“But I, through the abundance of your steadfast love,
will enter your house,
I will bow down toward your holy temple in awe of you.”
— Psalm 5:7 (NRSV)
The troubled nature of our spirits in torment, having found ourselves venturing on a lonely, painful road, is the state, ironically, inviting us to journey once again with the Lord our God.
Not that such a journey should ever, by God’s will, be interrupted.
Pain, this way, is a good thing—it leads us to God.
But it is by our broken, fallen state such spiritual interruptions take us into these reaches of spiritual nonchalance, whereby we struggle to exist. Our identities in God have been compromised so much in these places we barely recognise ourselves as people of God.
We have entered spiritual fatigue, and so sudden is our realisation.
And so there is the invitation: it is written by the Letter of pain; the Epistle of loneliness; the Covenant of emotional distance; a Note from our God to venture in, and drink from the well of healing—by God’s Presence.
Entering God’s Presence
“But I... will enter your house,” says the psalmist.
This is the psalmist in each of us, who, having received that divine invitation, takes the invitation and responds in trust.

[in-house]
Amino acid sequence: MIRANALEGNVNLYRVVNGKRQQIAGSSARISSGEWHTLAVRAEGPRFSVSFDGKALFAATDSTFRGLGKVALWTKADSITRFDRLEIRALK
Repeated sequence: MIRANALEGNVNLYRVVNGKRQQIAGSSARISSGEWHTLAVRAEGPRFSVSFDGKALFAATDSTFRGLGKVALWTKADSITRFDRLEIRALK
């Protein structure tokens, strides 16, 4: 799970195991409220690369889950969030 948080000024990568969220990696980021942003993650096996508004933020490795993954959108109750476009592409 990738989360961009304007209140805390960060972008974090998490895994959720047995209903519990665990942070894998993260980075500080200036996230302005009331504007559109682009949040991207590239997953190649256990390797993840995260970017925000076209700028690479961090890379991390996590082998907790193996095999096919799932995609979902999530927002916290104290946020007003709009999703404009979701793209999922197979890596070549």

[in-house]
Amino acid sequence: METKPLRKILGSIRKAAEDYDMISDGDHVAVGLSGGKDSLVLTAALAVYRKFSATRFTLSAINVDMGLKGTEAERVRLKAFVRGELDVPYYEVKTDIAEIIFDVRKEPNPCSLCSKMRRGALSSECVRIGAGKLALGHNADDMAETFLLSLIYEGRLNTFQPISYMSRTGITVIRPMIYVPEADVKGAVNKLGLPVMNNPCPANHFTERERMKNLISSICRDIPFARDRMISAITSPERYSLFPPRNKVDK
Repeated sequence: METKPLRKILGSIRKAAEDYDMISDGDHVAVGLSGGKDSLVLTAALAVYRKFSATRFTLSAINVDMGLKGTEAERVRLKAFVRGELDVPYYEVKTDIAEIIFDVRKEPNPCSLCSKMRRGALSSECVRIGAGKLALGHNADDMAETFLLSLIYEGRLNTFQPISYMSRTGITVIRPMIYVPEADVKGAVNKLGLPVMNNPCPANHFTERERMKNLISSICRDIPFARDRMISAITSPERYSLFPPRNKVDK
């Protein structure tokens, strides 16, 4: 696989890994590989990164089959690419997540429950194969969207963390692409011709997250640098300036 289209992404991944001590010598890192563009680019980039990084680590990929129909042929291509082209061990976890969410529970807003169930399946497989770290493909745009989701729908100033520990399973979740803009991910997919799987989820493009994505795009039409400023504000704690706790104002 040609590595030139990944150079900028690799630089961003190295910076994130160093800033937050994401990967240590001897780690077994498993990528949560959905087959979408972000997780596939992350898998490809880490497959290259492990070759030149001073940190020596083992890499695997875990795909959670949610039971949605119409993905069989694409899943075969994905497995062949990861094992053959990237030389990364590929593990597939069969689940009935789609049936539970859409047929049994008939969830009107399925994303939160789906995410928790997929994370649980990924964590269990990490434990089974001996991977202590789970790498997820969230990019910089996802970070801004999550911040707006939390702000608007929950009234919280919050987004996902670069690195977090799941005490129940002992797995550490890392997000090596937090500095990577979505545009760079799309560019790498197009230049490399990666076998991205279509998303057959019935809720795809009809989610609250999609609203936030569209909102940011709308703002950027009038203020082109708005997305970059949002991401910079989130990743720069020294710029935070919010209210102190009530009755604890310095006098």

We talk about such trust in common ways, but we uncommonly enter into God’s court in trust when we need to. This is why we have entered God’s Presence, now, in such a plight. Our human nature tends to leave it too late.
But God is faithful. We are helped whenever we trust. God limits none of his divine agency in coming to us, to heal our understanding, to bring us to a better mood, and to soothe the aches of our souls.
Entering God’s Presence is simply about separating ourselves from distractions, finding a quiet moment/a quiet day, and going inward to the resolute silence is sitting with God and allowing the healing nature of God to wash over us. The more we practice, the better we feel.
Such a thing as entering God’s Presence is all we need do to credit our trust to the extent that we are blessed by that peace the transcends our understanding. God does the rest, through the pure agency of our surrendered trust.
The pain of spiritual discomfort—loneliness, grief, contention, depression, anxiousness, etc—is the blessed invitation to rejoin the Presence of God.
Entering the Lord’s house in taking up such an invitation—to spend time with God—is a grand commitment of trust. Trusting God when our spirits are troubled is the best thing we could ever do. Blessing is soon ours toward healing strength to endure our days.
© 2014 S. J. Wickham.